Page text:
a. The need for a failure-prone flexure seal to connect a piston to the resonator is eliminated in favor of a rigid barrier which is less expensive, less prone to fatigue failure and capable of sustaining much higher pressure differentials than metal bellows or diaphragm flexure seals used in previous designs.

b. The placement of the suspension member, which provides the restoring force (torque) necessary to resonate the moving mass (moment of inertia), outside of the pressurized resonator and independent from the drive mechanism allows for optimization of the performance (stiffness, fatigue life, materials, etc.) independent from constraints which might be imposed by the resonator or the drive mechanism.

c. The placement of the motor mechanism, which provides the force (torque) necessary to maintain the acoustic standing wave in the gas within the resonator, outside of the pressurized resonator and independent from the suspension mechanism allows for a wider choice of motor mechanisms as well as optimization of the performance of the motor independent from constraints imposed by the resonator or suspension mechanism.

d. The centrifugal acceleration provided by the torsional oscillation of the resonator can be utilized to pump the heat transport fluids which bring the useful cooling load to the cold heat exchanger and exhaust the waste heat plus mechanical work delivered by the thermoacoustic heat pumping process from the hot heat exchanger. The same motor mechanism which maintains the acoustic standing wave can provide the fluid pumping power. This reduces the number of motors and the complexity associated with a separate pumping system for the heat transport fluids.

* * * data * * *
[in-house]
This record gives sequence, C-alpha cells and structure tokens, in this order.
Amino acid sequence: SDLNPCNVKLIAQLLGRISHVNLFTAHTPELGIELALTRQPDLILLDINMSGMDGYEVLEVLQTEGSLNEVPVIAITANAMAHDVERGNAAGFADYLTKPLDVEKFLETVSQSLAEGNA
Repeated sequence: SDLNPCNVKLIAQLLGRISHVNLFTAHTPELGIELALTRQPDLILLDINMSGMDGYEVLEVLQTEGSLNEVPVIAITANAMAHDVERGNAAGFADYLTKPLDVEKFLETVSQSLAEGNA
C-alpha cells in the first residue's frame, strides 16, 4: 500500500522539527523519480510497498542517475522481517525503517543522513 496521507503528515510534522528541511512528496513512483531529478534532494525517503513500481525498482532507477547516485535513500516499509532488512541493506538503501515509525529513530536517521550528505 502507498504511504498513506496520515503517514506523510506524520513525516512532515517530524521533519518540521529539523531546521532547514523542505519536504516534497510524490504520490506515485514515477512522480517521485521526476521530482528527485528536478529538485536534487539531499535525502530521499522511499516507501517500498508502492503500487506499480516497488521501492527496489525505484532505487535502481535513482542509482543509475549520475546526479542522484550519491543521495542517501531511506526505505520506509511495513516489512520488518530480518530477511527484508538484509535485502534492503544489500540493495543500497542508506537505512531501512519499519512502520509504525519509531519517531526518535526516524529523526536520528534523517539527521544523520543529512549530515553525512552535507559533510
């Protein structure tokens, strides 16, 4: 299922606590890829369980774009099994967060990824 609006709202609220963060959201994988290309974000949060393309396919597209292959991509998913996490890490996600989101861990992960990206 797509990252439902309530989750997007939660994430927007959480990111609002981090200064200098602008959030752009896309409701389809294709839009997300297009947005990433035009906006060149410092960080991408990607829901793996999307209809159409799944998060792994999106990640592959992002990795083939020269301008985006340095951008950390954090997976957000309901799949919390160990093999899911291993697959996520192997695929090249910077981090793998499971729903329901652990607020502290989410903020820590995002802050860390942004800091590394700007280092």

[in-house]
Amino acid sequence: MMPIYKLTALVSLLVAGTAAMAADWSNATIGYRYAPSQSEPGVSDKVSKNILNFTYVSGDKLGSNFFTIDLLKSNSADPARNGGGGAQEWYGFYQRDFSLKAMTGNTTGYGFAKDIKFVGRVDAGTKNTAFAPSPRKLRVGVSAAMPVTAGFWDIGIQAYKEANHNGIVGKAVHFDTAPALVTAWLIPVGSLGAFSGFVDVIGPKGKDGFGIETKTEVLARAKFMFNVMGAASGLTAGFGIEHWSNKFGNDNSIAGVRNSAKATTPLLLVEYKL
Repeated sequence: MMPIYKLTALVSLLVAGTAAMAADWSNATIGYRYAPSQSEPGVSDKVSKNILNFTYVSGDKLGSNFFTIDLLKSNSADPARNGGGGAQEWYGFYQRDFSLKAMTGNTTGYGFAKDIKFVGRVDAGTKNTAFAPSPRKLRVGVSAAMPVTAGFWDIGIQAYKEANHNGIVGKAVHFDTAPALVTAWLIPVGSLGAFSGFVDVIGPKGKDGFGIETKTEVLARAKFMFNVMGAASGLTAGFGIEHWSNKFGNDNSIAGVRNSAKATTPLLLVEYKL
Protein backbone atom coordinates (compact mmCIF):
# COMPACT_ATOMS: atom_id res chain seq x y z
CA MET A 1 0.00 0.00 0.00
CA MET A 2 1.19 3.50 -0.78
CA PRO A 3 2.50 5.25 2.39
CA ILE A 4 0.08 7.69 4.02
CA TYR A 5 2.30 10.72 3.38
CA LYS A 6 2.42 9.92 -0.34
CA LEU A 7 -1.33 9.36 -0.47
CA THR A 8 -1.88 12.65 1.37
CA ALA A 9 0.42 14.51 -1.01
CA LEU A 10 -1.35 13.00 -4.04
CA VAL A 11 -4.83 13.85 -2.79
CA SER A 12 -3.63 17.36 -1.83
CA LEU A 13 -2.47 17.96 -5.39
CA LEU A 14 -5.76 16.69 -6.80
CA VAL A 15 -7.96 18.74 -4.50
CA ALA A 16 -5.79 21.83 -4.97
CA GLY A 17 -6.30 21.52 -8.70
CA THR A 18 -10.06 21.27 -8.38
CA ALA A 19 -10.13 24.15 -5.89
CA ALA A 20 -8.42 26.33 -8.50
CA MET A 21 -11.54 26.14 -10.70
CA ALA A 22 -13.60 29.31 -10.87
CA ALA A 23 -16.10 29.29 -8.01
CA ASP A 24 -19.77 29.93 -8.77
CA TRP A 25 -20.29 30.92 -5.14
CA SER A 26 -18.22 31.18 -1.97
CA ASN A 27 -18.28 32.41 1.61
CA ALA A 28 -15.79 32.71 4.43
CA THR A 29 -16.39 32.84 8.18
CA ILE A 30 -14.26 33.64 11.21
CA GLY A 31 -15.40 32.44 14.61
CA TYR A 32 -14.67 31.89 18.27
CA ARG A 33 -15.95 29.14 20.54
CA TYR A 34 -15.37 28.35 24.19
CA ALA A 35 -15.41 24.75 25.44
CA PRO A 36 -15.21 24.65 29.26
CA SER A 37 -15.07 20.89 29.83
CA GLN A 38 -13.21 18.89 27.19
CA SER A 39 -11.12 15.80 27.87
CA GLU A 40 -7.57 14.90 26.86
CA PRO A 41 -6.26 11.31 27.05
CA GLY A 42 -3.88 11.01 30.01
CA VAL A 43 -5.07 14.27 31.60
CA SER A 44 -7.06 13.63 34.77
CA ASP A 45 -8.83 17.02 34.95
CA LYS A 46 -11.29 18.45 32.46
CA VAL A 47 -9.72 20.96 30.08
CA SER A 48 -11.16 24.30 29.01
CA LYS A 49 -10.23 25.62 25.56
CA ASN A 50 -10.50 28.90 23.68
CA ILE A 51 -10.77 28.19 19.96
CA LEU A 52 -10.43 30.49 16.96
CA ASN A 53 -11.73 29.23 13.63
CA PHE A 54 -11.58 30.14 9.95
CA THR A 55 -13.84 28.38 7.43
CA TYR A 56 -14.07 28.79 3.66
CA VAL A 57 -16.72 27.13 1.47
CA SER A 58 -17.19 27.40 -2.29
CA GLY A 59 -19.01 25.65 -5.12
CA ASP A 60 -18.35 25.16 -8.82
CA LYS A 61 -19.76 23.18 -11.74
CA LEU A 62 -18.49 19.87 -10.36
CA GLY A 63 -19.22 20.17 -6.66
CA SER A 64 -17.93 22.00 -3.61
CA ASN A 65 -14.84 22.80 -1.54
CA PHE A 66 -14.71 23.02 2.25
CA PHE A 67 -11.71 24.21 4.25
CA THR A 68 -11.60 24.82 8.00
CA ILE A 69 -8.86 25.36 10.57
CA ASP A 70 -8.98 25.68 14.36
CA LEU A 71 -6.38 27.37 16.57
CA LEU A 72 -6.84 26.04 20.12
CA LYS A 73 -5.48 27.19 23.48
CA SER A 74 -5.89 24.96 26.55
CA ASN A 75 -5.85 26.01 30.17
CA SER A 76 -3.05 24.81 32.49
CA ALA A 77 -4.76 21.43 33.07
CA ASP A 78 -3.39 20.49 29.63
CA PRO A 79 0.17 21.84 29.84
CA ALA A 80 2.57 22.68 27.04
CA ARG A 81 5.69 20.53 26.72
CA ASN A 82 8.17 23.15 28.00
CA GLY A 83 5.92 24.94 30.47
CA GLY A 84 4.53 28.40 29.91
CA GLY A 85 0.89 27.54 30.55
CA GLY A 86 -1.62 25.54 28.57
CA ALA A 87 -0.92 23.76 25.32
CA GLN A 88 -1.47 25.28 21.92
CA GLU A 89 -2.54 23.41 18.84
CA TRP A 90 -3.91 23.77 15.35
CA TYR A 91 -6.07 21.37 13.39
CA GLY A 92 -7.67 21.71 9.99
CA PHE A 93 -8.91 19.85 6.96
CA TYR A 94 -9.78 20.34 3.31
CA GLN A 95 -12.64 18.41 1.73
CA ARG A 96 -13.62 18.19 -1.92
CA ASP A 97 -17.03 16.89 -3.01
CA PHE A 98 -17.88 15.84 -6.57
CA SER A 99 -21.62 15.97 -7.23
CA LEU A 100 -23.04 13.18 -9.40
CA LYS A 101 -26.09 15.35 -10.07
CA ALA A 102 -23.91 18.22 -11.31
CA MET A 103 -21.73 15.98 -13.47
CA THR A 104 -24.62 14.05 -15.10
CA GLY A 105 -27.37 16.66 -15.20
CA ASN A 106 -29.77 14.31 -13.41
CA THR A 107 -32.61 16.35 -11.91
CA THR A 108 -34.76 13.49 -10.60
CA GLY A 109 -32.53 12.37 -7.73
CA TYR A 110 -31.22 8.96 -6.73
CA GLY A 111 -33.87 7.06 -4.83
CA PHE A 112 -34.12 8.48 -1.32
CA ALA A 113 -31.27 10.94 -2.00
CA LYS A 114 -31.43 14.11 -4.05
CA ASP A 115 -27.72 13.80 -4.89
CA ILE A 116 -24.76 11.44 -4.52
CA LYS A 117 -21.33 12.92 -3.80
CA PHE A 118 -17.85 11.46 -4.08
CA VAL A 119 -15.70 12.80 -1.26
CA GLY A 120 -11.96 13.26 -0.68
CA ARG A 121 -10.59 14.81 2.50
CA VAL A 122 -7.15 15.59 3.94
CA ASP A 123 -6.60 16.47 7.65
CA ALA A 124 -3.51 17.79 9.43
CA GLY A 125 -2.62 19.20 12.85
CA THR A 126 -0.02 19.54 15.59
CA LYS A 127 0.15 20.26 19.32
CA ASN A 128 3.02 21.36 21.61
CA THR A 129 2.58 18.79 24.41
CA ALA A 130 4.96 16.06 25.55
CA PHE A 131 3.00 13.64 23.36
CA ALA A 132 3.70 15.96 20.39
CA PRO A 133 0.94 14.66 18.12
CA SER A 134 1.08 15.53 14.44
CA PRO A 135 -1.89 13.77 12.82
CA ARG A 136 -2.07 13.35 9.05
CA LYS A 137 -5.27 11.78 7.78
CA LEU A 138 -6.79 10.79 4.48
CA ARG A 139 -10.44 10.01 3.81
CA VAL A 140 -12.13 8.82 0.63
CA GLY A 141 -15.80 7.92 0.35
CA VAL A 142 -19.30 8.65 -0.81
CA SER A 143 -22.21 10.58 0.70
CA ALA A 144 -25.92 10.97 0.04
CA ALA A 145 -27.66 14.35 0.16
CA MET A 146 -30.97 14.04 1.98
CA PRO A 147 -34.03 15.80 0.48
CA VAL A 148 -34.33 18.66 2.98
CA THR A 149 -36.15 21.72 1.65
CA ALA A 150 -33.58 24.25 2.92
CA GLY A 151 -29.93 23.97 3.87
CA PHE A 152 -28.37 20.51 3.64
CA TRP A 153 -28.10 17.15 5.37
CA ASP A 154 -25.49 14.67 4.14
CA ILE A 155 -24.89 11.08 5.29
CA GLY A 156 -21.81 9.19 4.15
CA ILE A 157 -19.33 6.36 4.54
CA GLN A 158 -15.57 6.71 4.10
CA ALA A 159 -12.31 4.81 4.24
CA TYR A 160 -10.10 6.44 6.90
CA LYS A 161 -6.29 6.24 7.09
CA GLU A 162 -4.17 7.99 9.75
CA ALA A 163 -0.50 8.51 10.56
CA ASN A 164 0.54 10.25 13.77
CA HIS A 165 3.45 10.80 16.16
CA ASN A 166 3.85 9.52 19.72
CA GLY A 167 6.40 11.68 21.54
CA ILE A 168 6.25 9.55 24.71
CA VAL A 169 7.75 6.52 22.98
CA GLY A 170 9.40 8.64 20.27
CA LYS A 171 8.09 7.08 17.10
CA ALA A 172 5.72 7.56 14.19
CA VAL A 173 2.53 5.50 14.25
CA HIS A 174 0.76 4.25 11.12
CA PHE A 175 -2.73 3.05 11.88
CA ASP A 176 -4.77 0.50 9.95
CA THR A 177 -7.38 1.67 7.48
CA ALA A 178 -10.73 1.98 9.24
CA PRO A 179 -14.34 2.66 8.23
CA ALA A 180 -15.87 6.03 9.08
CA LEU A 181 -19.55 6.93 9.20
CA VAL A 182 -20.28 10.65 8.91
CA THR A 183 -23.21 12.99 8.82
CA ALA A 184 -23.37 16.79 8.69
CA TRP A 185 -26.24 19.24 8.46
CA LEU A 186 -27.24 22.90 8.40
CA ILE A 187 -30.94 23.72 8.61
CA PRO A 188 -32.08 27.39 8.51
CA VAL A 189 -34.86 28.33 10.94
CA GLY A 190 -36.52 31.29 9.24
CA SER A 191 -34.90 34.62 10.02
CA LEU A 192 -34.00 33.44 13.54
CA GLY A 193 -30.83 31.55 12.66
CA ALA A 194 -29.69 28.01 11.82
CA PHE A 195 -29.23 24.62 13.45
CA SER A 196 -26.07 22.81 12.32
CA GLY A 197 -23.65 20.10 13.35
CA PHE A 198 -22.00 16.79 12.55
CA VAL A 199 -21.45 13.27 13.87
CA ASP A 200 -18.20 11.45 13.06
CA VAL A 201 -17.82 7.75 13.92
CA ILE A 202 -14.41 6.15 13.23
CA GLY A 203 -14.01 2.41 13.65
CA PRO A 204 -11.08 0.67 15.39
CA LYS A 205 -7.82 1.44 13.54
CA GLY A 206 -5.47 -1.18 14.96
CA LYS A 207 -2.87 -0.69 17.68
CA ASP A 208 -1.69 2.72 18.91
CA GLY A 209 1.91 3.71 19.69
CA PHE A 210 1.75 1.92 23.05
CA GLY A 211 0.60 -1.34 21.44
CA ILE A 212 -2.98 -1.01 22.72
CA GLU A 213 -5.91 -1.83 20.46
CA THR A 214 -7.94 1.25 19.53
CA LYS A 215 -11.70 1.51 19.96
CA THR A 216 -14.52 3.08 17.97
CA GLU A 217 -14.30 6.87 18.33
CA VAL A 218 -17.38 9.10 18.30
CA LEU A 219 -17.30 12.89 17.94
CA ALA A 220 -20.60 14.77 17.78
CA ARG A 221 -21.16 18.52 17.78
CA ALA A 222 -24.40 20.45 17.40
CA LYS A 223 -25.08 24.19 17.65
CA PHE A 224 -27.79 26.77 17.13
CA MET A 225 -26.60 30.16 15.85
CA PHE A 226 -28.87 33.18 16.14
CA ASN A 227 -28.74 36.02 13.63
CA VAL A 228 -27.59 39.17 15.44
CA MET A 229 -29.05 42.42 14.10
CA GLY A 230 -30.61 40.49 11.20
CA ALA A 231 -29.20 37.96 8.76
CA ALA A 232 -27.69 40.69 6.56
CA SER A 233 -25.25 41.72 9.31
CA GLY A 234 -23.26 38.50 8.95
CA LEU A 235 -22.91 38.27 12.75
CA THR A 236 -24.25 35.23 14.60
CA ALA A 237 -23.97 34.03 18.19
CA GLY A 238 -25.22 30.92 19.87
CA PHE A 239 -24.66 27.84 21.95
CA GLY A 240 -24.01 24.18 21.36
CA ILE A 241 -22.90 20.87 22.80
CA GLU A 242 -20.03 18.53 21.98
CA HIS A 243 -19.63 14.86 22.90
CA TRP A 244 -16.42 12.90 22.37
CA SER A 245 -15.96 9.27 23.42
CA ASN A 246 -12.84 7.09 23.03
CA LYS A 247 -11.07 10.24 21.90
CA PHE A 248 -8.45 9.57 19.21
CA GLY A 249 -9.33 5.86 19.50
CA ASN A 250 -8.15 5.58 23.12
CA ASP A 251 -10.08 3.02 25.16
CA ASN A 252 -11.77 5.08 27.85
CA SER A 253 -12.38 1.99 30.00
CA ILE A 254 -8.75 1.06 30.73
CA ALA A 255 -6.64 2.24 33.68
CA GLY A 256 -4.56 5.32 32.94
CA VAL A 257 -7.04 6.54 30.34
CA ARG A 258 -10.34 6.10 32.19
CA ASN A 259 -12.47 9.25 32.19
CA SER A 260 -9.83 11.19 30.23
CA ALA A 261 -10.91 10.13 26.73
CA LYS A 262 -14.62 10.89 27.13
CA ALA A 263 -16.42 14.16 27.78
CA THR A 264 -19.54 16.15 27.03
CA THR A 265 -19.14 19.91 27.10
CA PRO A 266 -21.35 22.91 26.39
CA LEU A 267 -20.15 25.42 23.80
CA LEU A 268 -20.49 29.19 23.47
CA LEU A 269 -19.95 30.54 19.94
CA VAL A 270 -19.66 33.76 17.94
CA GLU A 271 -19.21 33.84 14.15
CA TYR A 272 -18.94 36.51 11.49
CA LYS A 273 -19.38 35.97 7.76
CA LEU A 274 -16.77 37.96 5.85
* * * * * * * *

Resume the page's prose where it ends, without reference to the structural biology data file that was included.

e. The TRTTAR design accommodates a simple, external frequency tuning mechanisms which can be used if the refrigerator systems have to operate at a predetermined fixed frequency such as the power line frequency (60 Hz in the US and 50 Hz elsewhere) or some harmonic of the power line frequency. This tuning can compensate for inevitable variation in low-cost mass production process.

ALTERNATIVES